Child Abuse True Story Detailed by Autumn Murray
Child abuse is a serious problem that can have lasting impacts on victims. I am a victim of child abuse and am sharing my story to help others know that regardless of what happened in the past, we can all succeed in our present.
The small farming town I grew up in had a population of just over 3,000 people. I was one of the few minorities in the majority-white town. When I say few, I literally mean one of two minorities that lived in the small town. Over the years, we had a few exchange students in high school from other countries who would stay for a school year. However, I was the only biracial child (my father is black and my mother is white) that lived in town.
Adoptions do Not Guarantee a Fairytale Ending
A white family took me away from my birth mother when I was around four years old. The family babysat for me when my mother went to work during the day at a local factory.
My birth mother would drop me off unbathed and in dirty clothes, etc. One time, I had bite marks from a German Shepherd on my legs after my mother went out with her friends one night and left me locked in the bathroom with the dog as my babysitter until she returned.
After seeing signs of physical abuse on my body (burn marks from cigarettes, red marks across my face that eventually turned into a bruise in the shape of a handprint, etc) the family took legal action to adopt me and remove me from my birth mother's home.
The adoption was finalized by the time I turned six years old. Many years later, my mother by adoption told me that one of the reasons why they wanted to adopt me (other than to remove me from an abusive home) was that they didn’t think I would be adopted by another family.
They didn't think a biracial child would have a high chance of being adopted by another white family. No black families lived near or around my small town.
Additionally, they didn’t want me to grow up in an orphanage like my adopted father had when his mother passed away and his father was unable to care for him and his siblings.
Waiting on Daddy Warbucks
Seriously, I was a cute kid if I do say so myself. Any loving family would have been lucky to have me as their adopted child.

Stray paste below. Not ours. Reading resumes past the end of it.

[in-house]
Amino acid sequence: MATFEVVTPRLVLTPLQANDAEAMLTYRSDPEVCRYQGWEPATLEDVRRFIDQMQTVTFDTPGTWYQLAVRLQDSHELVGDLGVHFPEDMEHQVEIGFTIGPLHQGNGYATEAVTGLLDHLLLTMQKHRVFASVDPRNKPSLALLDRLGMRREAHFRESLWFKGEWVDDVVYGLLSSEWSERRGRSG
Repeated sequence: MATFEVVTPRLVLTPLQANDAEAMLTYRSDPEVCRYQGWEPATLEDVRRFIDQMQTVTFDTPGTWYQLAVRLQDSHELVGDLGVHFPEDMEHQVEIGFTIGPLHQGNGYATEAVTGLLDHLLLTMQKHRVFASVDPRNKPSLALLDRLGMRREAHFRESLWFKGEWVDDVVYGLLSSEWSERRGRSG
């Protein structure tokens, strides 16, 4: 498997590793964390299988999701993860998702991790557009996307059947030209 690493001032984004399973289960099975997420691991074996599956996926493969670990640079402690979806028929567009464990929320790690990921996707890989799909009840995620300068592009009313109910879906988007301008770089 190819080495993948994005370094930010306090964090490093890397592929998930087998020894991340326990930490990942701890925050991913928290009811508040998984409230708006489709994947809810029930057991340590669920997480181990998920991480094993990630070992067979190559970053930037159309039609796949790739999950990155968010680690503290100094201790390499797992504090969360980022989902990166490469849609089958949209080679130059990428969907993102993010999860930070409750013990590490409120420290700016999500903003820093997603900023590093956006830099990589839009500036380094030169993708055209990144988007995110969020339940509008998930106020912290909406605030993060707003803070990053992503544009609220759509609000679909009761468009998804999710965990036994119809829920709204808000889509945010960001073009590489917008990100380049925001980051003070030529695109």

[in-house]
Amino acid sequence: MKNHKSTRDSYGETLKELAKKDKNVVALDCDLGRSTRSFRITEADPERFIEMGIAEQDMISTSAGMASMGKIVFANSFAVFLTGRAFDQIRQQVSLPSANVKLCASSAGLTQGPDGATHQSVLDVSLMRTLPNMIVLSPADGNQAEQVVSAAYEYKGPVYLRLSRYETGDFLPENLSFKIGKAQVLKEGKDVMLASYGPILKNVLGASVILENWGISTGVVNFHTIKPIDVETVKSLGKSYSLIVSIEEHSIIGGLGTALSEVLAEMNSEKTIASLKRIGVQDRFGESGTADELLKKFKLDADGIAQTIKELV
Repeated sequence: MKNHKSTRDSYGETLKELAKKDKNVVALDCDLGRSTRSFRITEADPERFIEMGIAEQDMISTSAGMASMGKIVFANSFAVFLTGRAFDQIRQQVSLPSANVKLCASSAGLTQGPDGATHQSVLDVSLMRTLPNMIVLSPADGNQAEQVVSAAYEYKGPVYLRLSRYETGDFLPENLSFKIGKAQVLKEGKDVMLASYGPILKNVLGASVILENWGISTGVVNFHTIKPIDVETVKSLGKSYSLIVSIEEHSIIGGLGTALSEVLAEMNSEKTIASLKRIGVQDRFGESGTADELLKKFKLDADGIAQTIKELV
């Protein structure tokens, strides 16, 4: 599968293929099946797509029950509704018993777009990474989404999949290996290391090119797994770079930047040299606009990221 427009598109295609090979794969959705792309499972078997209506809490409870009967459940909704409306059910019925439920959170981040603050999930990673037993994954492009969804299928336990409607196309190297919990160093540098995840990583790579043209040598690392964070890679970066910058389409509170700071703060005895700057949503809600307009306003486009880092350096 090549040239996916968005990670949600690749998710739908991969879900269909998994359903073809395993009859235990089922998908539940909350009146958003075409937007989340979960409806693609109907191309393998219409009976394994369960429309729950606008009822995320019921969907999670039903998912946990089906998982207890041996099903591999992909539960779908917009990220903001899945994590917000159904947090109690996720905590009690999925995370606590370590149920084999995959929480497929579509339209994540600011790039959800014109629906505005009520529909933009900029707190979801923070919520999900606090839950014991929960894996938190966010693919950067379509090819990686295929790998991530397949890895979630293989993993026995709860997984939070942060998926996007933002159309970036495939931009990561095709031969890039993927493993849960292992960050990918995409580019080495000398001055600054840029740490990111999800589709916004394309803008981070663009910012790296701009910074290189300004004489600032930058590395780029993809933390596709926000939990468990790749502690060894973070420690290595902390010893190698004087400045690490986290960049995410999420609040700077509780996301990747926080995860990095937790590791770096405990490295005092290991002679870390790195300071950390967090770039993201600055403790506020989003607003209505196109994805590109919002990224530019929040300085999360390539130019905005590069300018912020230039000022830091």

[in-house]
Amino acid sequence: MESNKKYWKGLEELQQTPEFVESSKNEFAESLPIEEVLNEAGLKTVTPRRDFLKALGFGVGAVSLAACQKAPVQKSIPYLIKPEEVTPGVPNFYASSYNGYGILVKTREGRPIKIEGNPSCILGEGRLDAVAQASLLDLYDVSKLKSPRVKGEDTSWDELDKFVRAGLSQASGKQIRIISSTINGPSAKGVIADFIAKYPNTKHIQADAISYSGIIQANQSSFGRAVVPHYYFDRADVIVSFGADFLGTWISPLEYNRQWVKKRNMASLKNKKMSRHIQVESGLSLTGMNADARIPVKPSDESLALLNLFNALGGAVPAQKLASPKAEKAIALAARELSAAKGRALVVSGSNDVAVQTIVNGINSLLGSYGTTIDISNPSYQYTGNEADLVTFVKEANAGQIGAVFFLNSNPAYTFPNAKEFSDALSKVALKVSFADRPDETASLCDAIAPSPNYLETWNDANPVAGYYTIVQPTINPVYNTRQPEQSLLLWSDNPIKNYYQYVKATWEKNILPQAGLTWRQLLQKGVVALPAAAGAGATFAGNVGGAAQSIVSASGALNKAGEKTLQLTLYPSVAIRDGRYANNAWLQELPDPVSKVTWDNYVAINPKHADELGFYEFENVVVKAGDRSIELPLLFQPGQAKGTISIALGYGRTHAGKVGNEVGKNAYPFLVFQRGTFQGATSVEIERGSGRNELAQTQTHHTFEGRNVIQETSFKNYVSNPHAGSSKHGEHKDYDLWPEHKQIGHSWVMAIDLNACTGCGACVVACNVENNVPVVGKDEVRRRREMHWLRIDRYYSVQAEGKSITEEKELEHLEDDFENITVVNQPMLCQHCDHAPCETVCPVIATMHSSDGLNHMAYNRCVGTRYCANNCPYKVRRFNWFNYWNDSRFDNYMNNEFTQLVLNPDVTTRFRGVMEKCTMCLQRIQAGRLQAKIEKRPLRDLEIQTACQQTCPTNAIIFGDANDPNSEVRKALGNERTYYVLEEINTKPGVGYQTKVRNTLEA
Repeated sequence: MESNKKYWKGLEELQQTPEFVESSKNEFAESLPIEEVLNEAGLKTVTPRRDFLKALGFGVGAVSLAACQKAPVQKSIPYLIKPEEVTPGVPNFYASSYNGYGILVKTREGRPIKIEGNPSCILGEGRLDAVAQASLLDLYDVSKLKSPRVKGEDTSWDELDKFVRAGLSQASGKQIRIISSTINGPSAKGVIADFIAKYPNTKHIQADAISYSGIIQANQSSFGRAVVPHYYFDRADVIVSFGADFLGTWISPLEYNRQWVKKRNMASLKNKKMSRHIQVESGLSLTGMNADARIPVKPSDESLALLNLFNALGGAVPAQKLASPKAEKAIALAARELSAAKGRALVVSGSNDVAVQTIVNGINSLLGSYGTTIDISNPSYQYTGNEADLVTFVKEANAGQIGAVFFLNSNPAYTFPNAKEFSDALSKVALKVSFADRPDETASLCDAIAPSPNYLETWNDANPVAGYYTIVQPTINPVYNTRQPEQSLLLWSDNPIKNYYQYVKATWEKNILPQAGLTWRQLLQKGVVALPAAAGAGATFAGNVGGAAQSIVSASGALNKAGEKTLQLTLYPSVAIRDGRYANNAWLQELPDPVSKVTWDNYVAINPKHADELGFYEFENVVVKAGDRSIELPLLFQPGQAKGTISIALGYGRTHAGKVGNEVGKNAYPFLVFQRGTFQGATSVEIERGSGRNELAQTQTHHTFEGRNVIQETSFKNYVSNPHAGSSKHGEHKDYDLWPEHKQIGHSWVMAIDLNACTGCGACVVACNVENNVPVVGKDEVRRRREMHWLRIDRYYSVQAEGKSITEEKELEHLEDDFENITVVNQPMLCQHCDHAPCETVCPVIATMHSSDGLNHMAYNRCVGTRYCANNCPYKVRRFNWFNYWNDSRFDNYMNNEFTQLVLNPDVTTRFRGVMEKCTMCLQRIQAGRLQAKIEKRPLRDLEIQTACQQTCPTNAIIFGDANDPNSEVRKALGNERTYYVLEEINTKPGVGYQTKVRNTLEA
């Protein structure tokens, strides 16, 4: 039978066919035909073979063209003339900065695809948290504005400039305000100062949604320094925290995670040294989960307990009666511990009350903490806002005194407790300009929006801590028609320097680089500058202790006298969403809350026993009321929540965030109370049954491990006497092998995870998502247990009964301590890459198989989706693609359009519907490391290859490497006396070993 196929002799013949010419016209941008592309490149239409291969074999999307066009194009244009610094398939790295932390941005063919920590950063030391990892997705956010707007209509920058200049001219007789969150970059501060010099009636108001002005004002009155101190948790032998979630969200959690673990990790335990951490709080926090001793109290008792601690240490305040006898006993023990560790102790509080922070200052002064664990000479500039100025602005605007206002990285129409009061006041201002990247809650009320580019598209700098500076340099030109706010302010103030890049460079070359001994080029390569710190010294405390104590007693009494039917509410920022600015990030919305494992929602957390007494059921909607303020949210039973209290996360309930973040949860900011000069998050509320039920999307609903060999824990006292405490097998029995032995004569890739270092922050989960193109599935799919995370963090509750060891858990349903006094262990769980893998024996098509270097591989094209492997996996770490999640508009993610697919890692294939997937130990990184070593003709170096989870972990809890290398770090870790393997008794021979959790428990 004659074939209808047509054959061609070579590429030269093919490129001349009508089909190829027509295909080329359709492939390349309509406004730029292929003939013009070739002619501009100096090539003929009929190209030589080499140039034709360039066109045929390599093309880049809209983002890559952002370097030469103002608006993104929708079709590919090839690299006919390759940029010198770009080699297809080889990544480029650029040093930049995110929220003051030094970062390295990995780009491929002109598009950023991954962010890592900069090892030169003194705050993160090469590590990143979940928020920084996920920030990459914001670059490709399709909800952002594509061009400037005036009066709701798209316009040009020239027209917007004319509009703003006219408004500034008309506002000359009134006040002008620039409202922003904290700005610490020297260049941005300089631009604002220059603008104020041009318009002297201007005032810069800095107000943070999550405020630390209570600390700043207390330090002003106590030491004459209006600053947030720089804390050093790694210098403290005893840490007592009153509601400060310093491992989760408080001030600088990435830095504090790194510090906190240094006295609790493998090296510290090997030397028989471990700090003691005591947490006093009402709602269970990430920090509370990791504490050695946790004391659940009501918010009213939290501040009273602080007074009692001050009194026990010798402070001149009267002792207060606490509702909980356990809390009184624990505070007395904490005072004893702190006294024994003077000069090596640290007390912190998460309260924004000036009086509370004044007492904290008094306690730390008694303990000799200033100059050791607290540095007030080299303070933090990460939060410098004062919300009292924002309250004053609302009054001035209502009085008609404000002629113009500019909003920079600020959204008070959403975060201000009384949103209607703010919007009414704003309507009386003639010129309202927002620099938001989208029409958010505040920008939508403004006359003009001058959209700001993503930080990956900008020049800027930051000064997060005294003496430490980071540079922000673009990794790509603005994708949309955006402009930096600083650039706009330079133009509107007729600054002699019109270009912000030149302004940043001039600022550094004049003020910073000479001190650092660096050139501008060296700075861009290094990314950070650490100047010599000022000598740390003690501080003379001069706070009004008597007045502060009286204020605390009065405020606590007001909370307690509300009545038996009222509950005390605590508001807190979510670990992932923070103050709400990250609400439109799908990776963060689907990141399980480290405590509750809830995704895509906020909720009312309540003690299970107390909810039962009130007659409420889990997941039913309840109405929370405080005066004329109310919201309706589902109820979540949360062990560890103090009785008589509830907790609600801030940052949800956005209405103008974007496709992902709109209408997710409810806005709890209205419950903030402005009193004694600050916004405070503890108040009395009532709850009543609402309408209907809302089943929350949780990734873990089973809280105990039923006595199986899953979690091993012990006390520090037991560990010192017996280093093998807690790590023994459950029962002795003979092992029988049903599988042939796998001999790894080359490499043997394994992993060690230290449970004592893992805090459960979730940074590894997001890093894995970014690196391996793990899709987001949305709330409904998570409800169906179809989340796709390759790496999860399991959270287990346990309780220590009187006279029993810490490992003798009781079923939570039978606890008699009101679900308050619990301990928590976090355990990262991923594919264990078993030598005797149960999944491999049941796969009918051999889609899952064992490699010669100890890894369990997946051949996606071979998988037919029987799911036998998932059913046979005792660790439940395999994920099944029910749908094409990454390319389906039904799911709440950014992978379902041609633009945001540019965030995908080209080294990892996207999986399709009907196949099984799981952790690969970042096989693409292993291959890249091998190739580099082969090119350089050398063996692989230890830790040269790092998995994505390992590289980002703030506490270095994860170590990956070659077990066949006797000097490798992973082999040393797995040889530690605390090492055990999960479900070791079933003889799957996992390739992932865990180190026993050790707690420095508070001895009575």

In my childhood, I had dreams of being snatched up in a heartbeat by “Daddy” Warbucks in the musical “Annie.” A rich and kind gentleman wanting to be a father to improve his public image would pick me out of all the children in the orphanage. He would be so completely taken by my charm and personality that he would love and take care of me as his own.
Unfortunately, my dreams didn't come true and I was adopted by the white family and had to endure years of sexual, physical, and verbal abuse.
My First Experience with Racism
Kids are not born with hate in their hearts. They are taught hate from their parents, relatives, and/or friends.
Sadly, I will never forget when I was in 1st grade and a mother brought her son for his first day of class at our school. The teacher welcomed him to the class and asked the class to greet him as well. Afterward, the teacher assigned him the seat next to me in class.
The mother's facial expression as she looked on in horror as her son approached the seat next to me is one that I will never forget. She immediately asked the teacher to move him to another seat. The teacher honored the mother's request and moved him to another seat within our classroom.
This incident was the first time I ever felt humiliated even though I didn't know what the word meant at the time. I didn't know that she didn't want him seated next to me because of the color of my skin, I just knew and felt that she didn't want him seated next to me.
Kids are Taught Hate
The mother's hatred for me being black didn’t stop a friendship from developing between the new boy in class and me. Our close friendship lasted through high school and until I moved away from my hometown to attend college in Atlanta.
Throughout the years of our childhood, I wasn't invited to his house for parties or play dates. But, that's okay. I knew the mindset of his parents (or at least his mother) and loved him anyway and he always treated me kindly and with respect.
What is Child Abuse?
There are several types of child abuse. Child abuse is when a parent or caregiver, whether through action or failure to act, causes injury, death, emotional harm, or risk of serious harm to a child. There are many forms of child maltreatment, including neglect, physical abuse, sexual abuse, exploitation, and emotional abuse.
If you see signs of a child being abused or neglected, please contact authorities so that the child can get help.
For more information, to seek help, or find out how to help abused children in the United States click here: Childhelp or call the National Child Abuse Hotline at 1-800-422-4453.
We hoped you enjoyed Simply Amazing Living's “Autumn Murray Shares a Personal Story of Child Abuse” post.
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